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body, system, bacteria and injury

INFLAMMATION. The human body is subjected to numerous external injuries of varying degrees, which may cause disturbances in its normal functions. The system is constantly engaged in limiting the effects of such injuries and in restoring the natural conditions ; that is to say, in bringing about a cure. One of the processes which takes place in the body as a result of such injury is known by the term " inflammation." This process, which is concerned with eliminating the effects of the injury, tends to run a definite and characteristic course.

Among the various causes of inflammation may be mentioned blows, burns, irritations, and cold ; but especially the penetration of toxic bacteria. The body responds to the influence of the injury by sending an increased flow of blood to the part. Asa result of this increased supply of blood the vicinity of the injured area swells, and becomes tender and painful ; the skin reddens, and a sense of local heat is present ; in other words, an inflam mation has been produced. Inflammations due to toxic bacteria are the most frequent, and also the most dangerous, because these germs multiply in the body, and the process may spread to such an extent that death results. Inflammation really expresses the effort of the organism to overcome the cause of the trouble ; thus, in case of a bacterial invasion the intention is to destroy the bacteria. Inflammation usually results in the formation of pus.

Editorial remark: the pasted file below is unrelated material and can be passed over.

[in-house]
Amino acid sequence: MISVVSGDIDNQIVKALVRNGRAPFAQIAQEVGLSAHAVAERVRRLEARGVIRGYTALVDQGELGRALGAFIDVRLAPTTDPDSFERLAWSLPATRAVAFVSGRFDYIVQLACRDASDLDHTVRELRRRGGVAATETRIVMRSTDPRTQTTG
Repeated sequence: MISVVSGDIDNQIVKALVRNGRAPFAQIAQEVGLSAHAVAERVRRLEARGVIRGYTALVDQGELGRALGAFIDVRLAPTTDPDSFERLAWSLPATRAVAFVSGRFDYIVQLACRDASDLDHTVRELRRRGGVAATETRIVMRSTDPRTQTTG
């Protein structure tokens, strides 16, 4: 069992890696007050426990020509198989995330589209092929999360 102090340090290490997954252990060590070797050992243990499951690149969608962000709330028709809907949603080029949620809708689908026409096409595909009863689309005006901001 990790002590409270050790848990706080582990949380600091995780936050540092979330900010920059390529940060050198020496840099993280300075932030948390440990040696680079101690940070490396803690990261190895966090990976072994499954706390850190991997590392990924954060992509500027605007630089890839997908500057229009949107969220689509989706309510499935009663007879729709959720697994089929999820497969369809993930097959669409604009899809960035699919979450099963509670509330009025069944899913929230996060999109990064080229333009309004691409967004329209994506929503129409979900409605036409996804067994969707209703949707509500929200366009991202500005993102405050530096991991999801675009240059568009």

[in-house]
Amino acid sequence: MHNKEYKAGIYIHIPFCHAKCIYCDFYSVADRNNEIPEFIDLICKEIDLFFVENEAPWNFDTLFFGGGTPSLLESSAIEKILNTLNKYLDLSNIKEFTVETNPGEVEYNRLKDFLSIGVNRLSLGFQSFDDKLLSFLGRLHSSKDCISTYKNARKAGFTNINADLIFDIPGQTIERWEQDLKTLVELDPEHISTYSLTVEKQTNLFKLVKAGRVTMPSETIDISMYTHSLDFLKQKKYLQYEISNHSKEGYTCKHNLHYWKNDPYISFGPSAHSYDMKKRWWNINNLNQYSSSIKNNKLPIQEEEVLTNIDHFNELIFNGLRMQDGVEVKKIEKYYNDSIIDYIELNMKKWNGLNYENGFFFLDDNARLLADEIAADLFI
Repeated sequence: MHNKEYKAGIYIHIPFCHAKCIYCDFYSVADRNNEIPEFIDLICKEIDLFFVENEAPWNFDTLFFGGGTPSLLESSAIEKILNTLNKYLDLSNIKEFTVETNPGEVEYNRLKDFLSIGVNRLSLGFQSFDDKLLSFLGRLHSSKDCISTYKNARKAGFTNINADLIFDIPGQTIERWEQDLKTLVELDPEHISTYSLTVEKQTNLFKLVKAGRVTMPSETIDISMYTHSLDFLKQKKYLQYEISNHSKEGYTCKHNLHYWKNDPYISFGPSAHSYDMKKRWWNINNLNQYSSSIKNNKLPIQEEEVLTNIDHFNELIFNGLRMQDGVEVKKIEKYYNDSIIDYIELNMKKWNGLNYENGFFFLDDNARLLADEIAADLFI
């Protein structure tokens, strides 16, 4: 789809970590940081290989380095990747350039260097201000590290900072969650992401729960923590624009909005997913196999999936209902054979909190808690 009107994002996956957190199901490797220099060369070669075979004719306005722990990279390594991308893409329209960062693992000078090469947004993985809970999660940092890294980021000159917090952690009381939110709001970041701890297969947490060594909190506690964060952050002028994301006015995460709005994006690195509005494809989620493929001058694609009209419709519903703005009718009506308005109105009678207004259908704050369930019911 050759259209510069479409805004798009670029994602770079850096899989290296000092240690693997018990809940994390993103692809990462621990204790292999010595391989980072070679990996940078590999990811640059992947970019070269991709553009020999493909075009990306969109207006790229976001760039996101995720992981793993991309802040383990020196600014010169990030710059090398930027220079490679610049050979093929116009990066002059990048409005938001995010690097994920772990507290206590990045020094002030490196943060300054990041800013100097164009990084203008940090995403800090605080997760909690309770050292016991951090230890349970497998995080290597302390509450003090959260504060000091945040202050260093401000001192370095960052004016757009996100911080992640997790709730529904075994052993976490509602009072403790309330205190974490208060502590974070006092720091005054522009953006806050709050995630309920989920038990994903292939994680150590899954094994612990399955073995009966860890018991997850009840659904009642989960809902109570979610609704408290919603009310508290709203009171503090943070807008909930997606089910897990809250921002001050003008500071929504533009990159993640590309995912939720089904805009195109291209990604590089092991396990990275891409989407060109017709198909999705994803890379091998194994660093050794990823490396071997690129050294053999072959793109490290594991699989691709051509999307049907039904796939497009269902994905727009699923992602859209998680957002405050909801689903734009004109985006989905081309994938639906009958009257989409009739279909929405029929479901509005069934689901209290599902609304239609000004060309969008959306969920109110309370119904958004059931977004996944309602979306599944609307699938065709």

If formed in small quantities, this pus may be absorbed by the system ; but where larger quantities collect, it results in the formation of abscesses.

Two types of inflammation are recognised : the acute form, which runs a very rapid course ; and the chronic form, which runs a more protracted course. To the former type belong all the painful inflammations marked by local redness and swelling, and accompanied by fever ; whereas the principal example of the latter form is the tuberculous inflammation. Medical treatment aims to support the system as the inflammation runs its course, and thus to favour healing. Whenever it is possible to do so, the cause must be removed, whereupon the body, and particularly the affected part, requires complete rest and protection. Nutrition should be stimulated by the administration of an easily-digestible, bland diet. Special remedial measures are indicated according to the variety of the inflammation and the organ involved ; but all these must be prescribed by the physician in every given case.